Emergency services using precise three-word locator system

What3Words app gives 3m squares an identifying series of words, across the world

  • Nov 04, 2020
  • 500 words
  • 2 minutes
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Have you ever felt like a street address just wasn’t precise enough, or wondered how to share your exact location on a trail or seeing friends for a socially-distanced meet-up at a park? Rather than use unpredictable GPS, a website (and app) called What3Words boils your location down to a three metre by three metre square using three words — the front entrance of Canadian Geographic’s offices at 50 Sussex Drive is ‘bulb.plotted.trace.’

In 2016, Mongolia became the first country to formally adopt the What3Words system, switching its entire postal service to refer to locations by the three-word phrase. Since then, hundreds of emergency services across the globe have also embraced What3Words, including most recently the Halton Regional Police Service (HRPS) and the Oshawa Fire Service. Select regional emergency services in Manitoba, New Brunswick, Nova Scotia, B.C. and Alberta are also using the system.

“This technology could be especially helpful in situations where people have become lost hiking, or have driven off the road and are trapped in a vehicle and don’t know where they are,” says Staff Sergeant Stephanie Jamieson, communications officer for HRPS.  “We think this will also help immensely along the 325 square kilometres of Lake Ontario policed by the HRPS Marine Unit. Boaters can become stranded or lost and struggle to communicate their location to police.” 

The app functions even without cell service and can be navigated using the iOS or Android mapping software’s compass mode. Emergency services can even send a text message to users without the app, allowing them to identify their precise location — how that works exactly isn’t public information. For example, if you’re out on a lake and your boat has broken down, you can identify the three metre square area you’re stranded in — rather than saying you’d travelled about 40 minutes from shore in a rough direction.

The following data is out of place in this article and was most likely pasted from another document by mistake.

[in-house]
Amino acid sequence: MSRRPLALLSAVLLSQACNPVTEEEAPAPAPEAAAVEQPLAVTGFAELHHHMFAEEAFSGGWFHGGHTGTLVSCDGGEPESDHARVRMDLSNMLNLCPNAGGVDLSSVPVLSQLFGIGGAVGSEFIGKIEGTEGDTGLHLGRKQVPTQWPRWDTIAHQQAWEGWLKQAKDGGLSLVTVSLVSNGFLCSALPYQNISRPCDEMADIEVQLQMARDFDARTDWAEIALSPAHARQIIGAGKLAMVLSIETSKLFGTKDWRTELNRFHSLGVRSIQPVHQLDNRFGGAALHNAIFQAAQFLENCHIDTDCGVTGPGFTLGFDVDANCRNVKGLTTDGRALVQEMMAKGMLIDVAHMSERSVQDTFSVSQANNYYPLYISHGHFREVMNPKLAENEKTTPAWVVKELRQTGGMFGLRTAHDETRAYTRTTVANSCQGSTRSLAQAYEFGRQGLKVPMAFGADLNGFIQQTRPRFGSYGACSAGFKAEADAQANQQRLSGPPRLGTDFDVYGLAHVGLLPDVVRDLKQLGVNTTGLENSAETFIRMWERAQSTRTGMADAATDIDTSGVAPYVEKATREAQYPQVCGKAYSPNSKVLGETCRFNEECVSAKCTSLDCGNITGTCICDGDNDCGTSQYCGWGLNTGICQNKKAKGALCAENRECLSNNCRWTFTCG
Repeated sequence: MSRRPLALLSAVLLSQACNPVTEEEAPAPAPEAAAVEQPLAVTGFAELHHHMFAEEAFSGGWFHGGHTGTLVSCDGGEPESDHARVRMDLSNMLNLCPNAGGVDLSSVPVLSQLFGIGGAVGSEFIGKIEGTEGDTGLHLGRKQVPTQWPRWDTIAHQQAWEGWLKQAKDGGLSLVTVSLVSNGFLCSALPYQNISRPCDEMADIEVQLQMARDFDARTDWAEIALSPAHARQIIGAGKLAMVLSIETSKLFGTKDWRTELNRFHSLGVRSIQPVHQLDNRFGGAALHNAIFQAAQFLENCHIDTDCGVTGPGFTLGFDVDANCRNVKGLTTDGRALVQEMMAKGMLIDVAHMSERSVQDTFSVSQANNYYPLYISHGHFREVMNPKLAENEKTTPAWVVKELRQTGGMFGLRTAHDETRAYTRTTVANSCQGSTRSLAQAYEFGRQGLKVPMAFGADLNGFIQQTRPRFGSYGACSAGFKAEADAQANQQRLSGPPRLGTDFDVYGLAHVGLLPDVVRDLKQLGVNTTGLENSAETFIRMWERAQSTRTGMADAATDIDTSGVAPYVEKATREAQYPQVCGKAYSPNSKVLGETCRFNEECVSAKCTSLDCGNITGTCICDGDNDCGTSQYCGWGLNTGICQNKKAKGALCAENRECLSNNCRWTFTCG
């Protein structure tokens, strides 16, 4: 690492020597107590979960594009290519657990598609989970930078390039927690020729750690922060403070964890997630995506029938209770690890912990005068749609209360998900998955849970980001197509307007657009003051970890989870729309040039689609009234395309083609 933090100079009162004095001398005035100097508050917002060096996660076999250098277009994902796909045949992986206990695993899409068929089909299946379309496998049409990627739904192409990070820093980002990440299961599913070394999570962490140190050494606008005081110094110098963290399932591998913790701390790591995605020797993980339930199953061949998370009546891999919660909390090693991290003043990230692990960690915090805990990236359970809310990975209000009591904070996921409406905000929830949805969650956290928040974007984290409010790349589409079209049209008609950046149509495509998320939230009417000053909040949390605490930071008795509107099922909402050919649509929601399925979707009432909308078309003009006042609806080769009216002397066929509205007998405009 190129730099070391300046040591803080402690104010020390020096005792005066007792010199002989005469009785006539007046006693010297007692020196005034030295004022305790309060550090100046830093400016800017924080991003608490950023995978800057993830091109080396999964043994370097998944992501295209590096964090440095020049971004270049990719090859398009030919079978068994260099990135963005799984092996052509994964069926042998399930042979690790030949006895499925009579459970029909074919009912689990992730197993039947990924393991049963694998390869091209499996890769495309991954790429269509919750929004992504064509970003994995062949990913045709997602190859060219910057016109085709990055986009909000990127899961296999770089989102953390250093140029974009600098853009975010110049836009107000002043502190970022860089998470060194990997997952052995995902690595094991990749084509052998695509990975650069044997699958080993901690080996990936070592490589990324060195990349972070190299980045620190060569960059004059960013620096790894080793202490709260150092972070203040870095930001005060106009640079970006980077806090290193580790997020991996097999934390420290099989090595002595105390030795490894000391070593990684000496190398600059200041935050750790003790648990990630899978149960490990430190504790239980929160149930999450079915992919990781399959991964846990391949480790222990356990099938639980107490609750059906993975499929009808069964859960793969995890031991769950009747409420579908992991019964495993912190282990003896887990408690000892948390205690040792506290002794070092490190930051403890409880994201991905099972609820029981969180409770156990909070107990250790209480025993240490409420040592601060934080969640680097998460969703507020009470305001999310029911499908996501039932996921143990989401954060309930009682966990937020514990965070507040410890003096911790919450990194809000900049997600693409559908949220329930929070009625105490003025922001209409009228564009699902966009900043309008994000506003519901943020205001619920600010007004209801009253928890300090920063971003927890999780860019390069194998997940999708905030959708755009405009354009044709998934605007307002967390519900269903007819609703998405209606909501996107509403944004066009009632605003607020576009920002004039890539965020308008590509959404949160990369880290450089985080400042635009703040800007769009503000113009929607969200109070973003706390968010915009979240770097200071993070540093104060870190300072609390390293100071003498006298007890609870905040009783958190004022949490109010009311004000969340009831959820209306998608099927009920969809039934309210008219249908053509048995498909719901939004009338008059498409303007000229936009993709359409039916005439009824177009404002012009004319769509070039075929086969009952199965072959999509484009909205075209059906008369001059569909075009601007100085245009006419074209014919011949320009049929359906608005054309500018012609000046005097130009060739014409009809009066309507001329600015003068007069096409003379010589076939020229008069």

To highlight the usefulness — and oddly poetic qualities — of the system, we’ve compiled a list of What3Words names for a handful of iconic Canadian landmarks (we used Google Map-pinned locations, as each three metre square is unique). 

Where do you live? Find out at and tell us on social media by tagging @cangeo!

Hopewell Rocks: devastate.kingpin.hiked

Hopewell Cape, New Brunswick

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Photo: Jane LeBlanc/Can Geo Photo Club

Peggy’s Cove Lighthouse: unnervingly.hammering.beacon

Peggy’s Cove, Nova Scotia

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Photo: Lori Simmonds/Can Geo Photo Club

Confederation Bridge: crawler.blossom.antechamber

Borden-Carleton, Prince Edward Island

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Photo: Stclair Macaulay/Can Geo Photo Club

Parliament Hill: civil.lifters.breezy

Ottawa, Ontario

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Photo: Sofie Sharom/Can Geo Photo Club

Niagara Falls: fizzed.bots.boiling

Niagara Falls, Ontario

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Photo: Virginia MacDonald/Can Geo Photo Club

The Forks: tropic.lightly.dusts

Winnipeg, Manitoba

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Photo: Brady Corps/Can Geo Photo Club

Okanagan Lake: gasped.stowing.responds

Okanagan Valley, British Columbia

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Photo: Claude Robidoux/Can Geo Photo Club

Capilano Suspension Bridge:

Vancouver, British Columbia

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Photo: Nora Varga/Can Geo Photo Club

Lake Louise: unplugged.jacks.devout

Banff, Alberta

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Photo: Matt Westlake/Can Geo Photo Club

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